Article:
Inter-governmental funds flows in Pakistan: are they reducing poverty?
Ahmed, Qazi Masood
|Publication:||Name: Pakistan Development Review Publisher: Pakistan Institute of Development Economics Audience: Academic Format: Magazine/Journal Subject: Business, international; Social sciences Copyright: COPYRIGHT 2009 Reproduced with permission of the Publications Division, Pakistan Institute of Development Economies, Islamabad, Pakistan. ISSN: 0030-9729|
|Issue:||Date: Winter, 2009 Source Volume: 48 Source Issue: 4|
The purpose of this paper is to see whether any link can be found
between the inter-governmental fiscal transfers and the deprivation
index in the districts of Pakistan. The data for the study was collected
from 98 districts of four provinces of Pakistan for the year 2003 and
2007. The results of the study shows the transfers have reduced
deprivation across the board but unable to solve disparity issue. In
fact the results show the extreme inequality (ratio of maximum to
minimum) has increased over time but average disparity (coefficient of
variation) gives mixed results.
Keywords: Fiscal Federalism, Horizontal Inequity, Vertical Inequity, Intergovernmental Fiscal Transfer.
Pakistan is a constituent of four federating units--Punjab, Sindh, Khyber Paktunkhwa and Balochistan. There is a huge difference in the extent and quality of public services provision among these provinces. The variation in public service provision, that was mainly the result of intergovernmental fiscal transfers has created vertical and horizontal imbalances among the provinces, which were further translated into the districts of each province.
In Pakistan, like other developing countries, well defined and constitutionally protected intergovernmental fiscal transfer systems are operational. The National Finance Commission is a prime arrangement for the distribution of funds among the federal and provincial governments. Whereas the Provincial Finance Commission is responsible for the distribution of funds among the provincial, districts and sub-district governments. In Pakistan the prime responsibility of tax collection lies with the federal government, whereas, the responsibilities of the provision of social, economic and community services lies with the provincial and districts government. The purpose of the transfers in Pakistan from higher to lower level governments is to bridge the gap between the revenue and expenditures and to promote the equitable growth. This will also help reducing poverty among the districts.
The new system of devolution implemented in 2001 has brought several changes in the intergovernmental fiscal relationship among the provinces and districts. After devolution 2001 the provision of social services and few economic services were transferred to the district governments. This entails and envisages a new and comprehensive fiscal relationship between the Province and the Districts. The Provincial Finance Commission (PFC), a special feature of the 2001 devolution, announces a three year horizon and formula for the distribution of resources which predicts the flow of funds to the districts from the province.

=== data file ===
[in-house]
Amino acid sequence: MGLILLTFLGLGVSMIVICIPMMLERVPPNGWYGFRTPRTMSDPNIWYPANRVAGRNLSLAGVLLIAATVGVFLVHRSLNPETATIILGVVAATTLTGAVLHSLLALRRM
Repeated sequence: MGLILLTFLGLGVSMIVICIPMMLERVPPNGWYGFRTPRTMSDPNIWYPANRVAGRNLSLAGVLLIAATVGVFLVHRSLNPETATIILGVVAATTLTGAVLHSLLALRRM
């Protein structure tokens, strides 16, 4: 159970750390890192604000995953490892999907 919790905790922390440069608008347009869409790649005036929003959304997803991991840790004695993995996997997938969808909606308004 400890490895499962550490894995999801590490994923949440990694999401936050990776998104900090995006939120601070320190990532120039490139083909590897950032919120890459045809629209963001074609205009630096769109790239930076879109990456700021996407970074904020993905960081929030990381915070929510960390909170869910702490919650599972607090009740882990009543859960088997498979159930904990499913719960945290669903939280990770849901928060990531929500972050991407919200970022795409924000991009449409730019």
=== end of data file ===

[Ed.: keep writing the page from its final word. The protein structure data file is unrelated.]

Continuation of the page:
The intergovernmental transfer systems have various objectives. However, the fiscal equalisation and redistribution of funds among the different tiers of government are the prime objectives of the fiscal transfer. The PFC gives a formula based allocation of funds among the districts to minimise the deprivation among the districts. The PFC deals with both vertical inequity--the inequity between the provincial government and districts governments--and horizontal inequity--inequities among the districts.
Since 2001 in each province the two PFC awards have been announced so far, first in 2001 and second in 2007. Similarly, attempts were also made to construct district wise deprivation index in each province like Social Policy and Development Centre (SPDC) in 1998 and in 2005. The Deprivation Index indicates in each district of each province the number of people who do not access to basic needs of education, health, clean water and housing. Haroon (2007) constructed deprivation index for each district in Pakistan. The selection of indicators is based on the theory and district-wise data availability. These include literacy rate and out of School children, housing quality and congestion, residential housing services and employment status. The gender disparity is incorporated taking these measures separately for male and female population.
The purpose of this paper is to see whether any link can be ascertained between the PFC transfer and the deprivation index. The link between the funds transfer and deprivation index will indicate whether the funds transfer is pro-poor districts and fiscal equaliser or not.
The paper is organised as follow. Section 2 reviews the literature on the theatrical and applied issues of fiscal equalisation. Section 3 gives data collection, methodology and results and Section 4 gives the conclusion and policy implication.